Having worked in the serious music industry for many years, I have a _lot_ of experience with this phenomenon. "Serious music" is the term used for what most of you would call 20th (21st) century classical music. The reason we in the industry don't call it that is because "classical" denotes a particular period in serious music's history, basically the bulk of the 18th century.

                  So, my guess is that most of you here - those posting from the US, anyway - can't name more than three composers of serious music born in the 20th century, _offhand_ (i.e. you're not allowed to look it up). Why? Because most casual American music listeners have a penchant for the melodic, sweet sounds of the classical and romantic periods, and have a very hard time with the unusual tonalities of 20th (and 21st) century music.

                  Living in Philadelpha, this phenomenon is all too apparent. We have a world-class orchestra here, but in recent years they've mainly been playing "blue-hair" music; i.e., the music that older listeners care for: classical and romantic. Hopefully with Christoph Eschenbach at the helm now, things will change. I can hope! :-)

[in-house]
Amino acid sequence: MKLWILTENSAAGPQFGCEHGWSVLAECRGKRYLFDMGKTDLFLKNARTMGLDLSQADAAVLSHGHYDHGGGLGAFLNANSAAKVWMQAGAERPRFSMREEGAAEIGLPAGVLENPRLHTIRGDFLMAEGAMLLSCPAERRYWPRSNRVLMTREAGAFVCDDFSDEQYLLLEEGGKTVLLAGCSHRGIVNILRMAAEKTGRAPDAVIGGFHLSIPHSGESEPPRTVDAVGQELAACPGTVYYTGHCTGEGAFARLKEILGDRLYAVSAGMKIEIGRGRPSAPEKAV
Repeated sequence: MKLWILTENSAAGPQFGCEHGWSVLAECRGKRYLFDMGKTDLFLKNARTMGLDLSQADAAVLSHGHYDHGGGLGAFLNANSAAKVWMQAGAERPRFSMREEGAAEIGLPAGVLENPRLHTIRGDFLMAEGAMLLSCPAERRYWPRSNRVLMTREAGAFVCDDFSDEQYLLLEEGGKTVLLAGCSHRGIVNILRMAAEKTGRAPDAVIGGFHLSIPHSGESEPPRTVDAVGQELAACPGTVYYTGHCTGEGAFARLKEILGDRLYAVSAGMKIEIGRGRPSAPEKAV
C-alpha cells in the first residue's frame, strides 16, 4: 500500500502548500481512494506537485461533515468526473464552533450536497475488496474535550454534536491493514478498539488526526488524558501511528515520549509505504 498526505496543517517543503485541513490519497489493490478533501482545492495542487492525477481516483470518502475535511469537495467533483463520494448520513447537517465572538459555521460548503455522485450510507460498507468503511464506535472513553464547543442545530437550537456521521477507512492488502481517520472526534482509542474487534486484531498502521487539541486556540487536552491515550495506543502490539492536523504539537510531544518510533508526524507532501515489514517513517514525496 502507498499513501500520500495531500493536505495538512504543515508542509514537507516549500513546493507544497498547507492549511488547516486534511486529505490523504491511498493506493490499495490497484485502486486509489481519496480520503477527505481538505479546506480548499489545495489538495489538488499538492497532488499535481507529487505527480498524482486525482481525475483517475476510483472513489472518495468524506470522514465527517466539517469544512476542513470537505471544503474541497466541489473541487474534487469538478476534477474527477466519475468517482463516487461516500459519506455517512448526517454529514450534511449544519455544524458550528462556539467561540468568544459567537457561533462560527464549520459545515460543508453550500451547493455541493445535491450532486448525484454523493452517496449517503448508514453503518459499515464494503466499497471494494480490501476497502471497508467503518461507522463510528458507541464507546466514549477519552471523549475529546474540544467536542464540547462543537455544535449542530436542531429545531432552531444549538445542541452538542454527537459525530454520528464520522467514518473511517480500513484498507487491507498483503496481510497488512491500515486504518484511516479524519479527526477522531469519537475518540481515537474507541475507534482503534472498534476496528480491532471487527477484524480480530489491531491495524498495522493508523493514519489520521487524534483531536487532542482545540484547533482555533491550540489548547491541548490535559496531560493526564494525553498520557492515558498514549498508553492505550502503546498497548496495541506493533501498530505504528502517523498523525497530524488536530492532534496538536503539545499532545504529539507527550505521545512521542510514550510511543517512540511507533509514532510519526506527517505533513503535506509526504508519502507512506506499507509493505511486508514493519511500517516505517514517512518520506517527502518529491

Anyway, just as a conclusion to these rambling thoughts, my boss in the music publishing house used to come home from concerts in New York with stories. He was a great one for storytelling. And he said once that he was walking up the aisle in a theater, and heard a woman say as he passed, in a heavy NY accent, "Oh, there goes (John Doe) - if he's here, the music is going to _stink_." Meaning, they knew that he was generally in the audience to represent our publishing houses's interests, and since our catalog was predominantly 20th century Europeans, they knew that it was music they wouldn't enjoy.

                  It's a hard truth, but most people want their serious music "pretty."

                  Amy (the artist formerly known as Aisling)

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                  • #24
                    Re: Re: Re: A Call to Arms Music

                    Originally posted by grumbler
                    Yep. I hated it when it came out, because it wasn't what I expected. Now, I consider it one of the best things about ACtA/Crusade. It did exactly what it was supposed to do: set a completely different atmosphere. With CF music, ACtA/Crusade would have seemed "B5 done wrong." With EC music, it is clearly "something different in the B5 universe."
                    As for Evan's contribution to CRUSADE, after you get used to the fact that this is not music by Chris Franke the actual pieces are quite good. It took me forever and a day to figure out what was going on with the opening theme. All that seemingly strange percussion all over the place. Then I suddenly figured out where I was going wrong. I was analysing it tooooo much. So I just tried to stop myself from thinking 'ooer, this is very different' and just sat down and listened to it! I am now of the opinion that the opening theme is, by far and away, one of the best pieces of B5 music ever recorded. It carries a sense of mystery and also emotion within it that is quite moving.